Data mesh is once again on everyone’s mind thanks to press from industry analysts like Gartner and McKinsey. It promises to help companies finally become data-oriented if they can only figure out how to implement and execute it within their own data structures. In a fascinating webinar presented by Data Science Salon, “Data Mesh: From Concept to Reality,” speakers Matheus Espanhol of BairesDev, Jason Pohl of Databricks, and Jon So of Monte Carlo demonstrate just how possible it is to leverage this decentralized data architecture approach using Databricks and Monte Carlo tools.
The four principles of a data mesh
In order to make the most of this concept, you must understand the four principles of a data mesh.
- Data domain ownership: Companies must host and serve data in an easily consumable way
- Data as a product: Application of product-making to data, i.e., easily discoverable and read, as well as versioning and security policies.
- Self-serve data: Tools and user-friendly interfaces.
- Federated governance: An overarching set of policies to govern operations
These are the foundation of a well-executed data mesh. Companies must have this foundation in place before they can build a functioning data mesh.
Technical challenges of managing data
The companies participating in this webinar understood the challenges of becoming data-driven. They experienced challenges in scale, as well as the limits of their existing infrastructures. In addition, a lack of trust and quality prevented real data-driven decision-making.
For Bairesdev, executing a data mesh required planning and restructuring their existing technology. And it wasn’t easy. The company includes over 5,000 engineers across 36 countries and delivers its services to a host of brands around the globe. Their solution needed to cause as little disruption as possible while improving the insights given to them by big data so they could help their customers in turn.
The team evaluated solutions to build a custom data mesh
BairesDev looked at some of its most perplexing challenges and noticed an overlap with the four foundational requirements of a data mesh. This helped make decisions a little easier because the team knew and understood what they were working towards.
- The company had strong autonomy and domain ownership already in place. It was able to find and define data owners.
- However, consumers didn’t trust the data. A lack of observability and no data product role kept performance and availability to a minimum.
- The company had good practices in privacy but centralized metadata management and global policies.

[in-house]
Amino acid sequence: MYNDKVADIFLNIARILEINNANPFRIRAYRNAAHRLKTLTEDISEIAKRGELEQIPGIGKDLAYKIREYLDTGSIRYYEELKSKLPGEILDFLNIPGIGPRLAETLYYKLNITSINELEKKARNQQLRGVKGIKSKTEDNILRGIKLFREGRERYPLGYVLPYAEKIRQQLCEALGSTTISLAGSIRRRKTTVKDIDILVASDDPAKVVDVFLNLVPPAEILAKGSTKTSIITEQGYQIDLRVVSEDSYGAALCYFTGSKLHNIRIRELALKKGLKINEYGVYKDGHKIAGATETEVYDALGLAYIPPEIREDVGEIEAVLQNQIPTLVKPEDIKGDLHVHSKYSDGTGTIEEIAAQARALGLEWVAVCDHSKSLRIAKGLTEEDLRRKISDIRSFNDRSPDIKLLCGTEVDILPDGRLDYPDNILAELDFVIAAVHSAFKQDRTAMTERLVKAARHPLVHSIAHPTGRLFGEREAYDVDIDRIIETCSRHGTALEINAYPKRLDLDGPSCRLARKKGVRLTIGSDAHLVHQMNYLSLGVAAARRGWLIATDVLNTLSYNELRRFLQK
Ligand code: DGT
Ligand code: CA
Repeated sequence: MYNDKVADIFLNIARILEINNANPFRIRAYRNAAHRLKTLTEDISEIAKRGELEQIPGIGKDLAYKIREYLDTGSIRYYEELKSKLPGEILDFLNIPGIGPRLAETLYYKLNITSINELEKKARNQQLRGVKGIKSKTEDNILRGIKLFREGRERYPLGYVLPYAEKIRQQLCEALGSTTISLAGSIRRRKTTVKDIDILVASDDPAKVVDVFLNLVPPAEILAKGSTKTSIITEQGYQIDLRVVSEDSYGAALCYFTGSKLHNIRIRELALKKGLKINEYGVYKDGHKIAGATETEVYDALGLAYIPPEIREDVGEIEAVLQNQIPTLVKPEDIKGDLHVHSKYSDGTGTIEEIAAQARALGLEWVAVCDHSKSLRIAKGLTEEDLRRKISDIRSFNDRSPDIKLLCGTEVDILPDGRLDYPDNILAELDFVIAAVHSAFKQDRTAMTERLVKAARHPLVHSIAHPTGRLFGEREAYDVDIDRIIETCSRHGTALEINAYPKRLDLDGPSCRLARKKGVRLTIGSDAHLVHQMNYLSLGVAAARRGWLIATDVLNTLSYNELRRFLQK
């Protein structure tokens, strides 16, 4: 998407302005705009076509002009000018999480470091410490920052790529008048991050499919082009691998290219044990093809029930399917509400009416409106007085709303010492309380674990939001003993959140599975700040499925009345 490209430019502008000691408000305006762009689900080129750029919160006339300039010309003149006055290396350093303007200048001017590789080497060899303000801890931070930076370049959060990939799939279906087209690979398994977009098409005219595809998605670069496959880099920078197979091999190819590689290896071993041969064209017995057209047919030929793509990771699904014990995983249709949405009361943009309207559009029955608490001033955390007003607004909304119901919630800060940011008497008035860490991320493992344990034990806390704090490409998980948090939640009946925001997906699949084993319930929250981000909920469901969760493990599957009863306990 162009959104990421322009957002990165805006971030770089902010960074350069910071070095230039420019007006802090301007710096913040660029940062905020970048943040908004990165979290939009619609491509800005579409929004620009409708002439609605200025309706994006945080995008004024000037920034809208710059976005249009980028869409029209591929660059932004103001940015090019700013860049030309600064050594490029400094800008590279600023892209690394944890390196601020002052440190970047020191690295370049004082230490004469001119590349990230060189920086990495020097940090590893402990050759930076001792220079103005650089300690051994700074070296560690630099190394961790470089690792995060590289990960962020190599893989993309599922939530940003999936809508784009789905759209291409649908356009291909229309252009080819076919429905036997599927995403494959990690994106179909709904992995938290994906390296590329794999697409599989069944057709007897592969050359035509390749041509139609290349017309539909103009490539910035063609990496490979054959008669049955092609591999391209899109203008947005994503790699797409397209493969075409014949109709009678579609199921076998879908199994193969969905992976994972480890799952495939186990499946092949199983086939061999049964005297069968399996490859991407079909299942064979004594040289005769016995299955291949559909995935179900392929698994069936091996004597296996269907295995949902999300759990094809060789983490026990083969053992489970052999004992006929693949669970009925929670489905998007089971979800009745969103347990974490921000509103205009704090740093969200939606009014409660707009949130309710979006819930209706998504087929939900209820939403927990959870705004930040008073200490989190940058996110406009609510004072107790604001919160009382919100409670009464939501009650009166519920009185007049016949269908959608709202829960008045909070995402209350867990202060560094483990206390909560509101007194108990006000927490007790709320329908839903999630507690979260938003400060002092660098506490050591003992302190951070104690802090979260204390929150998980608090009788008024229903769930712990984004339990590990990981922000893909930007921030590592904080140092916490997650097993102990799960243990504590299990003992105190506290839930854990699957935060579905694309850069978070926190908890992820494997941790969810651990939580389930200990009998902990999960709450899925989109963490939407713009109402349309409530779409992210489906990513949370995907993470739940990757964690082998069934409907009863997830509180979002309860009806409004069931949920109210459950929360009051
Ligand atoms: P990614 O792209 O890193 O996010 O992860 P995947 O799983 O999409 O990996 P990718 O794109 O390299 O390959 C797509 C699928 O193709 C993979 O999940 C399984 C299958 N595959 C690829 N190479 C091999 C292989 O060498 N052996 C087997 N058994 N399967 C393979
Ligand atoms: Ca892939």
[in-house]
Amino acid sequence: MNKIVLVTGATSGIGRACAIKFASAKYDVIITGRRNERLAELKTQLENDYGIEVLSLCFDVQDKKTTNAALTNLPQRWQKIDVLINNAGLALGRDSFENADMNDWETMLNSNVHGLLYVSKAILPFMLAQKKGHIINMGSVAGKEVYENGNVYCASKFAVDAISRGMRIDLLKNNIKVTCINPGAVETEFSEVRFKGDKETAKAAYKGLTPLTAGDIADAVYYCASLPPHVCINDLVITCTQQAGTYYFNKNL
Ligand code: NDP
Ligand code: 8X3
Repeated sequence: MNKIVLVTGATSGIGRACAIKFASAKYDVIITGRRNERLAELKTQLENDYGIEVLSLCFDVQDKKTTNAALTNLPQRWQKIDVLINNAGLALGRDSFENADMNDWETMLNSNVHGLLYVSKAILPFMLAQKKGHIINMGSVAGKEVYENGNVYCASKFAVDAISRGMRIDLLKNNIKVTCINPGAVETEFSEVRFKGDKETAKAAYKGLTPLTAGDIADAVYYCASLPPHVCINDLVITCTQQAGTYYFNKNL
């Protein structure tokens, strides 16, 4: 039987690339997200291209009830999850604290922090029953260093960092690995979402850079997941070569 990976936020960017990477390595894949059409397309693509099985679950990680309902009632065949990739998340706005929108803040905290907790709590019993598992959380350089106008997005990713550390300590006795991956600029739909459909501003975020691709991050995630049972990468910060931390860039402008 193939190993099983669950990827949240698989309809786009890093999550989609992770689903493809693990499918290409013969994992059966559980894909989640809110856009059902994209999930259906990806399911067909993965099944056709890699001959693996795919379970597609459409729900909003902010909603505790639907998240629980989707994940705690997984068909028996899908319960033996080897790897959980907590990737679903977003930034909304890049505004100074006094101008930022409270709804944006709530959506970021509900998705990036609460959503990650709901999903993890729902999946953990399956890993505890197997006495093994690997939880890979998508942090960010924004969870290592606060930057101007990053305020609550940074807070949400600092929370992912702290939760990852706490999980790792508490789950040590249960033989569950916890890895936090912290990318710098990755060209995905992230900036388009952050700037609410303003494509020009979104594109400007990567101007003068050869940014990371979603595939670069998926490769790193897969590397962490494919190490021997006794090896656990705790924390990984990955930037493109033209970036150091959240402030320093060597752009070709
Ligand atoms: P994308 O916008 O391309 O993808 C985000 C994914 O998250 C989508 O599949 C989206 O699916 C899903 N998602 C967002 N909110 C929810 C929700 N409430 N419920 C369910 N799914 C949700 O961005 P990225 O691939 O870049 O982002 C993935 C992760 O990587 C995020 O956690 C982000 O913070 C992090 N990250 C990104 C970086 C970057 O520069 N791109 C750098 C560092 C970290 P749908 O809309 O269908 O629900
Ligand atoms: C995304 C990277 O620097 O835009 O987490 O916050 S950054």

Implementation presented its own challenges, but planning and creativity helped
The goal was to reduce complexity to begin the journey towards a data mesh. The company purposefully chose managed options to implement automation. This would help reduce the time to market for data products. Tools such as Fivetran, Monte Carlo, and Databricks provided these capabilities.
The company also needed to reduce the complexity and scope. Kafka Connector Manager and Databricks CD provided automated integration tools and supported the creation of new architecture without building from scratch.
- Databricks: The lakehouse construction simplified the architecture and helped cover distinct domain needs.
- Monte Carlo: Incident IQ helps with root cause analysis and encourages data discoverability. Users were able to maintain high-quality data products, including shared options.
The two keys of success: Data lakehouses and data observability
The lakehouse is simple, multi-cloud, and open. The lakehouse is a complementary, not competing, technology. In addition, the Databricks Unity Catalog allows the administration to manage and authenticate users from a central location.
Another tool for executing a data mesh is Delta Sharing, the first open protocol for data sharing. Users can share data within their existing data lake with partners, suppliers, or even customers outside the identity provider. It allows users to scale their data mesh and integrate with other users and tools.
As for data observability, Monte Carlo integrates with the Databricks Lakehouse. It automatically notifies domain or data team owners of anomalies and nudges teams to resolve the incident. Monte Carlo tools also help them understand how changes downstream or in the schema will affect the overall system.
It can automate observability markers and facilitate the self-serve portion of a data mesh. These are preprogrammed to check for common issues and work out of the box. These are customizable through the platform and ensures that even a decentralized architecture offers a cohesive governance strategy.
Two common ways to organize a data mesh using Databricks
Companies must decide to balance autonomy with complexity.
This is the truest form of a data mesh. It requires each domain to have the skills to manage the end-to-end data lifecycle but can create inefficiencies if there is a high level of data reuse.
This option offers a hybrid data mesh with some centralization. If there are a large number of domains, it can reduce data sharing and management overheads. However, it blurs the boundaries around a truly decentralized system.
Data Mesh is attainable and actionable
The webinar clarifies how companies can implement new concepts, such as the data mesh, to transform how they handle data. It isn’t just a conceptual architecture but one that companies can achieve with planning and the right tools.
To view the entire webinar on demand and see more details about how the pieces fit together, visit the Data Science Salon.
Elizabeth Wallace is a Nashville-based freelance writer with a soft spot for data science and AI and a background in linguistics. She spent 13 years teaching language in higher ed and now helps startups and other organizations explain – clearly – what it is they do.